The Journal of Philosophy, Psychology and Scientific Methods (Google eBook)

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Science Press, 1904 - Philosophy
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Page 421 - To attain perfect clearness in our thoughts of an object, then, we need only consider what conceivable effects of a practical kind the object may involve what sensations we are to expect from it, and what reactions we must prepare.
Page 370 - One conclusion was forced upon my mind at that time, and my impression of its truth has ever since remained unshaken. It is that our normal waking consciousness, rational consciousness as we call it, is but one special type of consciousness, whilst all about it, parted from it by the flimsiest of screens, there lie potential forms of consciousness entirely different.
Page 481 - subjective" we say that the experience represents; as "objective" it is represented. What represents and what is represented is here numerically the same; but we must remember that no dualism of being represented and representing resides in the experience per se. In its pure state, or when isolated, there is no self-splitting of it into consciousness and what the consciousness is "of.
Page 476 - My thesis is that if we start with the supposition that there is only one primal stuff or material in the world, a stuff of which everything is composed, and if we call that stuff "pure experience...
Page 485 - I account for all such facts by calling this whole train of experiences unreal, a mental train. Mental fire is what won't burn real sticks; mental water is what won't necessarily (though of course it may) put out even a mental fire. Mental knives may be sharp, but they won't cut real wood. Mental triangles are pointed, but their points won't wound. With 'real...
Page 481 - ... of.' Its subjectivity and objectivity are functional attributes solely, realized only when the experience is 'taken,' ie, talked-of , twice, considered along with its two differing contexts respectively, by a new retrospective experience, of which that whole past complication now forms the fresh content. The instant field of the present is at all tunes what I call the 'pure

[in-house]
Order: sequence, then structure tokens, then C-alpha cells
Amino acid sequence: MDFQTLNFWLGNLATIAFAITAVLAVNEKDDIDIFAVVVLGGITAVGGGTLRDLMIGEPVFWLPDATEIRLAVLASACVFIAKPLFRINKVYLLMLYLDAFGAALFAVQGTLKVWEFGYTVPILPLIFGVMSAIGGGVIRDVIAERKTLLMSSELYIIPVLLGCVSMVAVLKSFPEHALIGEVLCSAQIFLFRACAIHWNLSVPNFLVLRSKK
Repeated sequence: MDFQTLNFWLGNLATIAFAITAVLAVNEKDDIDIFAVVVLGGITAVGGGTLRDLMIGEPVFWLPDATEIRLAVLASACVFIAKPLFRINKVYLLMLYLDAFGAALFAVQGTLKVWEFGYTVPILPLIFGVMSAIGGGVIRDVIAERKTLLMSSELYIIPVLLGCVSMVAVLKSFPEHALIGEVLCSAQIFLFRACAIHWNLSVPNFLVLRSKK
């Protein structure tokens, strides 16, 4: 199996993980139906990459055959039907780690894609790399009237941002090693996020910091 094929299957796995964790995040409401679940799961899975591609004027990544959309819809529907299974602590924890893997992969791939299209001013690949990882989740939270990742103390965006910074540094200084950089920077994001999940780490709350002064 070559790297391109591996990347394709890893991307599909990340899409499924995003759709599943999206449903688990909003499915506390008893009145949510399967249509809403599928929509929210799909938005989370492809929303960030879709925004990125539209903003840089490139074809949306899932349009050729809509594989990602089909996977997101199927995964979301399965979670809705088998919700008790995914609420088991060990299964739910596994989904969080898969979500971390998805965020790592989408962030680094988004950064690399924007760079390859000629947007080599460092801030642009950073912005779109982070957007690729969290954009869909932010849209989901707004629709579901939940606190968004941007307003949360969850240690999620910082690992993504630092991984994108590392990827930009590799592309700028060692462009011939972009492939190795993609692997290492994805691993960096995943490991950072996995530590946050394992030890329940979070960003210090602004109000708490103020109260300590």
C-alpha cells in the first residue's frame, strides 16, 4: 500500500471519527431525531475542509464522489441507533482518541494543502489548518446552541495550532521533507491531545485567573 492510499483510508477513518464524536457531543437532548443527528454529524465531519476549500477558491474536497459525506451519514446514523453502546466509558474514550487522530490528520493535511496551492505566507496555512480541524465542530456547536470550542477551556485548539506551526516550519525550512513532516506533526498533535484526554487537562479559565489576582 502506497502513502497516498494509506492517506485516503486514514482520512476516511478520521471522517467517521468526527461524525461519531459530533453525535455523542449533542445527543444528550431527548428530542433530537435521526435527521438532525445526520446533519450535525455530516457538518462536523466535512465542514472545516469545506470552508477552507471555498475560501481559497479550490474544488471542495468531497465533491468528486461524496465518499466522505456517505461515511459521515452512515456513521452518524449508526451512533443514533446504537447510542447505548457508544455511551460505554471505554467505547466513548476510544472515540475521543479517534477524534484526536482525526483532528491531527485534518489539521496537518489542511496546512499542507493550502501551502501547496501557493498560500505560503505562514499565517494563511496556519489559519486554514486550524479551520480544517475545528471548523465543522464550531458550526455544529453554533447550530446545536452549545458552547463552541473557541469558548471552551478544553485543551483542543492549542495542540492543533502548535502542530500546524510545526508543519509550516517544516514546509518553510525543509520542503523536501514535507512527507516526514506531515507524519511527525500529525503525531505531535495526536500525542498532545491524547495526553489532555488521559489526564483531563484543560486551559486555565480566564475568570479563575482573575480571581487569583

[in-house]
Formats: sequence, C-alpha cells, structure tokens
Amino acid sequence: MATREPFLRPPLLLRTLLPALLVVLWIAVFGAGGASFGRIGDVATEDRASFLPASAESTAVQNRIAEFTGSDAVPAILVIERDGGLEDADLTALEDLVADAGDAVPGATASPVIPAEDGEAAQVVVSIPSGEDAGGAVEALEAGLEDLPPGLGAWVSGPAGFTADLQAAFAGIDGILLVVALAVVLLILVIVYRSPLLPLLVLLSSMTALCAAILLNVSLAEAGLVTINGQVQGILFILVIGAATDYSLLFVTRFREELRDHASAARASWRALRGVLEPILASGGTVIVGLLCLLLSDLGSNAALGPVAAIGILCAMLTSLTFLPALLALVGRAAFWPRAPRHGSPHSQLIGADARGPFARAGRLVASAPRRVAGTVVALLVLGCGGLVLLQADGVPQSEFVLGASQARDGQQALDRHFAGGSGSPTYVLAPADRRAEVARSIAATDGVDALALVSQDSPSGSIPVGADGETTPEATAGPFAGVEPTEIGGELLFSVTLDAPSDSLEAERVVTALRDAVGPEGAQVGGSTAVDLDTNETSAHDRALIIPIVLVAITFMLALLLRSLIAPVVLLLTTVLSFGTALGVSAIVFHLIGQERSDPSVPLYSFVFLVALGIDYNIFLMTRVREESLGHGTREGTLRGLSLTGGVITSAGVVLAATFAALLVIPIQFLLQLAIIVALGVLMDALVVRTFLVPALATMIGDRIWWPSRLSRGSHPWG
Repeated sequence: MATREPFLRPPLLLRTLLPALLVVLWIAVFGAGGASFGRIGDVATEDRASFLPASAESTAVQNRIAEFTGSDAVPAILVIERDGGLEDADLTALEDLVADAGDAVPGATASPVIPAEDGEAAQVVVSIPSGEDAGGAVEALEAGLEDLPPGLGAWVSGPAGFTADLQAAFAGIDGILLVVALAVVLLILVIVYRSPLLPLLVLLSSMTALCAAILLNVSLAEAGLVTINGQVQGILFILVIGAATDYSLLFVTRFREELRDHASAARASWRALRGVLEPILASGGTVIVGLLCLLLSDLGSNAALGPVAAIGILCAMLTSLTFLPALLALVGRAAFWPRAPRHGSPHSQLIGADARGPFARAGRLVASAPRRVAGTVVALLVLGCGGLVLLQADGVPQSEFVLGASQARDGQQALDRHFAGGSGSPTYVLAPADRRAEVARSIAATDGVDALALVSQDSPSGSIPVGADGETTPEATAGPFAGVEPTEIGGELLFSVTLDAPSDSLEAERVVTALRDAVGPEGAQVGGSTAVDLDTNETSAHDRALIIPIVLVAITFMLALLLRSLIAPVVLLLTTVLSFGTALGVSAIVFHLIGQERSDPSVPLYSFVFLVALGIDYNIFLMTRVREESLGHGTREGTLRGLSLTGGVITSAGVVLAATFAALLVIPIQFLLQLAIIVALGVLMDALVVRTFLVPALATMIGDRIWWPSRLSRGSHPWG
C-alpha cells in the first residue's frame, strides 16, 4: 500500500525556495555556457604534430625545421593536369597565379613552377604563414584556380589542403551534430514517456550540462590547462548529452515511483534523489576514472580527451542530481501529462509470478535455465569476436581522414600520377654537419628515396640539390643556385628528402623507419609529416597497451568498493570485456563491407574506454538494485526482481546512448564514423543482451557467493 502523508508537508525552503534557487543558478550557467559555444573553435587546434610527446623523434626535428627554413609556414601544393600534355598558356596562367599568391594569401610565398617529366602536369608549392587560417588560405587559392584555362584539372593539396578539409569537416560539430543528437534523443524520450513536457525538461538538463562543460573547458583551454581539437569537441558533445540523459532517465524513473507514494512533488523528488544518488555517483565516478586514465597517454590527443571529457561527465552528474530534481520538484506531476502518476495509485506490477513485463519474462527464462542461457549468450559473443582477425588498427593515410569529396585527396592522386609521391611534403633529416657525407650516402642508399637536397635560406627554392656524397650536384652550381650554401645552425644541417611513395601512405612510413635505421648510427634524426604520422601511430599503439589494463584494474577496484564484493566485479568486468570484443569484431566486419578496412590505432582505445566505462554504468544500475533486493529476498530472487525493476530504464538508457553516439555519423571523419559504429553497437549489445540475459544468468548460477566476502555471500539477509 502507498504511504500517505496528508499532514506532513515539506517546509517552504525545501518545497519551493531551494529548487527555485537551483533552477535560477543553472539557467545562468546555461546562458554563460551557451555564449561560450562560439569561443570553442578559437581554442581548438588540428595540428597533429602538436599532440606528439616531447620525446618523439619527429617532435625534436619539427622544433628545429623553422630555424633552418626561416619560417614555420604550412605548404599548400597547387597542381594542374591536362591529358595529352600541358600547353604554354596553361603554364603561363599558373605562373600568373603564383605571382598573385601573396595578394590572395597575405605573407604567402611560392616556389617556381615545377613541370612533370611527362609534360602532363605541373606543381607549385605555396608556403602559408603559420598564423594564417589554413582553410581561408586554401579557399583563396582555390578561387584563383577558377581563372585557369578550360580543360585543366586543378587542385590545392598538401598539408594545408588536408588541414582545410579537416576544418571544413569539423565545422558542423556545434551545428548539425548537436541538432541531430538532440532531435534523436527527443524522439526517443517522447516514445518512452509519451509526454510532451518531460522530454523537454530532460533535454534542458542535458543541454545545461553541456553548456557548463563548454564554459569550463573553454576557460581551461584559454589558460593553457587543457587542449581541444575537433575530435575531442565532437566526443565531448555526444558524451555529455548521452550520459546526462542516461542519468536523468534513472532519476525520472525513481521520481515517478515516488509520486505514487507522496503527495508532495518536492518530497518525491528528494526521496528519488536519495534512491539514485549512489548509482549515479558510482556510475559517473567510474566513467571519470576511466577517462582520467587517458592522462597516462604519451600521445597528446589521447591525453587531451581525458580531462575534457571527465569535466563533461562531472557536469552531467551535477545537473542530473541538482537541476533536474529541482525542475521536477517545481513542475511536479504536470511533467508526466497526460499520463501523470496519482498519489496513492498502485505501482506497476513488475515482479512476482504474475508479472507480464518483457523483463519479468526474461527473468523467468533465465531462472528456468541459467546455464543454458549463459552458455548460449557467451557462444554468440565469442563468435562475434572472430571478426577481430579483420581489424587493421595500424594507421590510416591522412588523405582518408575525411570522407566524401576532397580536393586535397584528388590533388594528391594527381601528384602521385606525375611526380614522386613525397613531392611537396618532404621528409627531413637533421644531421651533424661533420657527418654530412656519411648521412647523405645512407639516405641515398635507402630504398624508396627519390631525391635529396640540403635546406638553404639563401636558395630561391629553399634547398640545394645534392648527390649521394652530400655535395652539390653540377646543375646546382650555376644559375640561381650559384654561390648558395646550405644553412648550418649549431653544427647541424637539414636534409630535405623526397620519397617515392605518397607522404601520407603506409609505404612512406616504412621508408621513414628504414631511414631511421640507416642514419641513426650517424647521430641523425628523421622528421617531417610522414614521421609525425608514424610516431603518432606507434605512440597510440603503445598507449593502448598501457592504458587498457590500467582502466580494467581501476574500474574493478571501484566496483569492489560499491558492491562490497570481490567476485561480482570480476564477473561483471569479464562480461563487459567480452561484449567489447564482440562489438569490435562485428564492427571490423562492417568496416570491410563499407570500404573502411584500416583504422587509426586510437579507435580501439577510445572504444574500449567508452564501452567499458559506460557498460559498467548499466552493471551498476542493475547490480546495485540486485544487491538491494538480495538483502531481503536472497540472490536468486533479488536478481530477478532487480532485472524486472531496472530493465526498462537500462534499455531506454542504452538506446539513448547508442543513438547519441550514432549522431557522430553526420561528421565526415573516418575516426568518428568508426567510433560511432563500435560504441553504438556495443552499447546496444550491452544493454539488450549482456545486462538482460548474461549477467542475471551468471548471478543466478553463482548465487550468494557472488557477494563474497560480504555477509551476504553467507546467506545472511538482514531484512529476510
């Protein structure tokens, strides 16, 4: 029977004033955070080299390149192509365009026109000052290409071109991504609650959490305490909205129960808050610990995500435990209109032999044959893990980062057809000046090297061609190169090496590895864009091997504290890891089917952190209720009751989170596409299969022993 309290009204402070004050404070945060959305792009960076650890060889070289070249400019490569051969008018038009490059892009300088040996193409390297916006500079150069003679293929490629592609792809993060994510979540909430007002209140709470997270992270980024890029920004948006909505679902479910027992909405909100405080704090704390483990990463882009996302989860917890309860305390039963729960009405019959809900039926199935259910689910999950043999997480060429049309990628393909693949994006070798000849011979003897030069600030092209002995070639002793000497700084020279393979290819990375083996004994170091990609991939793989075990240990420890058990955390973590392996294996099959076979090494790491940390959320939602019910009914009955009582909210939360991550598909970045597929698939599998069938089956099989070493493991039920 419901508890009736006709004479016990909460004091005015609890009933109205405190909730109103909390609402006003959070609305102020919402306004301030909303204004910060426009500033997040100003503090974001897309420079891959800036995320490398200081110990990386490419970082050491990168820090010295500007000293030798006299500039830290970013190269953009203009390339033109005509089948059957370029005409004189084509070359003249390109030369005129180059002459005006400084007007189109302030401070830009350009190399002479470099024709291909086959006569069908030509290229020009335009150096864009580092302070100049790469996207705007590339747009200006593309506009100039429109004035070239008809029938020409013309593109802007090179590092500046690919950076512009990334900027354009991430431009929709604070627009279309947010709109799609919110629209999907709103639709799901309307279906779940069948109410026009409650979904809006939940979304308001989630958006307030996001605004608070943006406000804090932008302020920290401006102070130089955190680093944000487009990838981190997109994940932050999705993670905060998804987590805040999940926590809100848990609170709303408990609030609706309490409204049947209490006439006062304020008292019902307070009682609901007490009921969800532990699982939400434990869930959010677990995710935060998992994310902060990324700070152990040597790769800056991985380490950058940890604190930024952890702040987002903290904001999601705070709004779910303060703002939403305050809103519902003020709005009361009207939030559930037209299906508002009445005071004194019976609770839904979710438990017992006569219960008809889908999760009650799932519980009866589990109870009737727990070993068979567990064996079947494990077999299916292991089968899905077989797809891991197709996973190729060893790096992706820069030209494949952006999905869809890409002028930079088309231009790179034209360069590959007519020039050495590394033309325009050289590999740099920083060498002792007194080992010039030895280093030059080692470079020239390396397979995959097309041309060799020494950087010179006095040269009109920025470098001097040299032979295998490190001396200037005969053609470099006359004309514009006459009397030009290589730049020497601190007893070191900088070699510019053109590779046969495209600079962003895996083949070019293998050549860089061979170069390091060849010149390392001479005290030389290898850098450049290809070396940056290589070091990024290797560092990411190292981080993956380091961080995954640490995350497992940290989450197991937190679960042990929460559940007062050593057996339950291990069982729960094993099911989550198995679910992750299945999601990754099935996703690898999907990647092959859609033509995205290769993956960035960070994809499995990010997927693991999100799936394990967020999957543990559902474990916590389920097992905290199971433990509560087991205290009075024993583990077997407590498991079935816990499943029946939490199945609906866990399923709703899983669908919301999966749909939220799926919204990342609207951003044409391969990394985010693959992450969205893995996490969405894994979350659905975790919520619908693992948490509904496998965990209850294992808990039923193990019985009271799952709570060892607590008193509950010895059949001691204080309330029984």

Page 421 - How to make Our Ideas Clear," in the "Popular Science Monthly" for January of that year Mr. Peirce, after pointing out that our beliefs are really rules for action, said that, to develop a thought's meaning, we need only determine what conduct it is fitted to produce: that conduct is for us its sole significance.
Page 485 - ... under the name of the physical world. Of this our perceptual experiences are the nucleus, they being the originally strong experiences. We add a lot of conceptual experiences to them, making these strong also in imagination, and building out the remoter parts of the physical world by their means; and around this core of reality the world of laxly connected fancies and mere rhapsodical objects floats like a bank of clouds.
Page 475 - consciousness," when once it has evaporated to this estate of pure diaphaneity, is on the point of disappearing altogether. It is the name of a nonentity, and has no right to a place among first principles. Those who still cling to it are clinging to a mere echo, the faint rumor left behind by the disappearing "soul
Page 476 - I mean only to deny that the word stands for an entity, but to insist most emphatically that it does stand for a function. There is, I mean, no aboriginal stuff or quality of being, contrasted with that of which material objects are made, out of which our thoughts of them are made...

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